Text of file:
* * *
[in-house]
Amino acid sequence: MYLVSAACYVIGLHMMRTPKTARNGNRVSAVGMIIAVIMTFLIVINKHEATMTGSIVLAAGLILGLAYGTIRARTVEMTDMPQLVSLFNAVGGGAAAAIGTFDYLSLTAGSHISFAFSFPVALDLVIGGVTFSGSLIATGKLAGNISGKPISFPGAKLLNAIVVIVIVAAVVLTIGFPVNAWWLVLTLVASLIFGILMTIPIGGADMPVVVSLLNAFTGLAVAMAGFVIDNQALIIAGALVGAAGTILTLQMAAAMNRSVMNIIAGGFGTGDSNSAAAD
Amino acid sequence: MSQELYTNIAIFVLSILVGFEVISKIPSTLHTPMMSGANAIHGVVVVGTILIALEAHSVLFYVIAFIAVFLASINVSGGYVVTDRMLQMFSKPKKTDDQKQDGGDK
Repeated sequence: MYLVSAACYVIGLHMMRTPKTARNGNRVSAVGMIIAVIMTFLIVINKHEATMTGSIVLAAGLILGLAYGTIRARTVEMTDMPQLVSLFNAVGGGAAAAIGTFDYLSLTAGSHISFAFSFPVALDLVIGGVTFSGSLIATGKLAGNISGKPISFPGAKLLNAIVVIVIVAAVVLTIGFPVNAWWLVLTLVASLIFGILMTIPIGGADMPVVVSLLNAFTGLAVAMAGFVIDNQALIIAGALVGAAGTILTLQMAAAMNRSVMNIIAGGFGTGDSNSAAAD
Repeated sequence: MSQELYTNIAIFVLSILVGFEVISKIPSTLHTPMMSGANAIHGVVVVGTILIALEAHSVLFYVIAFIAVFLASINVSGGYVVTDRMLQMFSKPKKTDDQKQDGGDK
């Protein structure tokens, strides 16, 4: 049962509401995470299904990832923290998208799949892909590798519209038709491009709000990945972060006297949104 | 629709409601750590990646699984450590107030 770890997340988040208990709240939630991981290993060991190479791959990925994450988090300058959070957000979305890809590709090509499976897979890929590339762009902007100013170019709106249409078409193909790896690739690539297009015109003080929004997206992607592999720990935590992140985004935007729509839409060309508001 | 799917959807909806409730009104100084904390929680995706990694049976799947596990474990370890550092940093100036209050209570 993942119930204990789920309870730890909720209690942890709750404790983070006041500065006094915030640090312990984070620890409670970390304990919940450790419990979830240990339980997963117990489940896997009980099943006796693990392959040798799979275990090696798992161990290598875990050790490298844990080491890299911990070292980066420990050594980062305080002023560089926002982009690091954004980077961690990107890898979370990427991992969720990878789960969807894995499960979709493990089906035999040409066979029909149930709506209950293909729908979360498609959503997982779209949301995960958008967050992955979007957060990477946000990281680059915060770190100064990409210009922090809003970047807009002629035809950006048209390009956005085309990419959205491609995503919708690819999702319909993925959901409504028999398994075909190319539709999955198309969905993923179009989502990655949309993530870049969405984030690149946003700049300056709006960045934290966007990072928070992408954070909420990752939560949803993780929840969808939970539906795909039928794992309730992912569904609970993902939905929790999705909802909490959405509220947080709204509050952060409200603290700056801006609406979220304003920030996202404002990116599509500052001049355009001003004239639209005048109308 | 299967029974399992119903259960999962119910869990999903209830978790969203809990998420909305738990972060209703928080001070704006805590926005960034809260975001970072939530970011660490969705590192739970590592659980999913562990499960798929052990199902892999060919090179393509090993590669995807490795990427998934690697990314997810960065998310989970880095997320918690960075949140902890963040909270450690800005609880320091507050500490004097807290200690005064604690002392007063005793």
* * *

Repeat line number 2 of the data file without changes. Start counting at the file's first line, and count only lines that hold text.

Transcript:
Amino acid sequence: MYLVSAACYVIGLHMMRTPKTARNGNRVSAVGMIIAVIMTFLIVINKHEATMTGSIVLAAGLILGLAYGTIRARTVEMTDMPQLVSLFNAVGGGAAAAIGTFDYLSLTAGSHISFAFSFPVALDLVIGGVTFSGSLIATGKLAGNISGKPISFPGAKLLNAIVVIVIVAAVVLTIGFPVNAWWLVLTLVASLIFGILMTIPIGGADMPVVVSLLNAFTGLAVAMAGFVIDNQALIIAGALVGAAGTILTLQMAAAMNRSVMNIIAGGFGTGDSNSAAAD